In addition to the numerous solidarity manifestations, some echoes came back in the form of some countries organizing their own Black Protests, in other parts of the world. In the Facebook group Black Protest International, a link to Black Protest Russia was shared on October 8:

#blackprotest in Russia! Several members of the government and of the church promote an initiative to ban abortions. We must stop it! Polish women have been an example for Russian women! Sisters unite!”

Another message circulating on Facebook a couple of weeks later, on October 17, announced that now also women in South Korea had taken to the streets under the parole of the Black Protest. A post by the Polish left-wing party Partia Razem, argued that “#BlackProtest happens everywhere where women’s rights are endangered”, explaining how in the last few days also South Korean women had dressed in black and taken to the streets to protest against the country’s restrictive abortion laws. It explained how the South Korean law is even stricter than the Polish law, allowing for termination only if “the mother or her spouse has a genetic mental disorder or physical ailment; the mother has a specific infectious disease; the pregnancy is the result of rape or incest; or when the pregnancy is seriously detrimental to the mother’s health”, also explaining that women who had an abortion may be charged with a prison sentence for a year. The message also adds some contextualization of the South Korean situation by pointing out that “Contrary to what the Korean government says, further restrictions will not increase the birth rate — they will only increase the amount of pain and suffering”, and ends with the statement “We express our solidarity with Korean women!” (PartiaRazem, Facebook group).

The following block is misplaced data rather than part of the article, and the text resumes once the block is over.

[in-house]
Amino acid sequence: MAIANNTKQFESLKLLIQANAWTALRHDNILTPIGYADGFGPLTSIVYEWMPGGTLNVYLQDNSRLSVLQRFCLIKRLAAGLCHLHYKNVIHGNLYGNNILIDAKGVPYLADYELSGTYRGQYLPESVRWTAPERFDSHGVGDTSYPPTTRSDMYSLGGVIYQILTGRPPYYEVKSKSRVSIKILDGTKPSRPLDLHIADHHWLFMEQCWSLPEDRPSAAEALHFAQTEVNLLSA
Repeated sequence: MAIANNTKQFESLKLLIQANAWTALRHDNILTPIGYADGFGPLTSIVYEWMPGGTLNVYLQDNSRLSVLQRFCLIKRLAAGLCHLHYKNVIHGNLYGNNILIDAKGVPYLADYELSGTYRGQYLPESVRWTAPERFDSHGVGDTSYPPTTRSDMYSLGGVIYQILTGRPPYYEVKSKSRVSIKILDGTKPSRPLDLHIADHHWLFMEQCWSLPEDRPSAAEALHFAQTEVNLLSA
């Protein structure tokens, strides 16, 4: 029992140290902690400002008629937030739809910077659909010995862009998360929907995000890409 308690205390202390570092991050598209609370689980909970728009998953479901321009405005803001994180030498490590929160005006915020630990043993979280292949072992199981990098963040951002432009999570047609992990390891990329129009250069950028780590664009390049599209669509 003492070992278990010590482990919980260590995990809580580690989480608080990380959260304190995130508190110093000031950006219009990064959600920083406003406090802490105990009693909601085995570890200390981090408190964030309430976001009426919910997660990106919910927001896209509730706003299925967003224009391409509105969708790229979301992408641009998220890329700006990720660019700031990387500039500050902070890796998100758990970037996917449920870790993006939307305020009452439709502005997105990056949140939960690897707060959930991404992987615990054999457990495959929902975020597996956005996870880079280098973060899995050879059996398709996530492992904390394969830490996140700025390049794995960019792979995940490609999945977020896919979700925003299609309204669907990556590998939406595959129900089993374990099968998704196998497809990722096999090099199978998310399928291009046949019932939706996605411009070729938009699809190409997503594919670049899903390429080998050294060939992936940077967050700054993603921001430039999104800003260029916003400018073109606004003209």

Echoes across the Atlantic

From the Black Protests and Ni Una Menos to the International Women’s Strike

As I was following the development from afar — admittedly rather impressed by the mobilization that the Black protests spurred in such a short time — I was also informed by feminist friends in Argentina about what was going on in Latin America. Excited by what seemed to me a global feminist uprising, I began to follow this development as much as I could (being equally limited by distance and lack of language skills as I had been with the Polish case, but again greatly helped by translation web tools and patient Spanish speaking friends).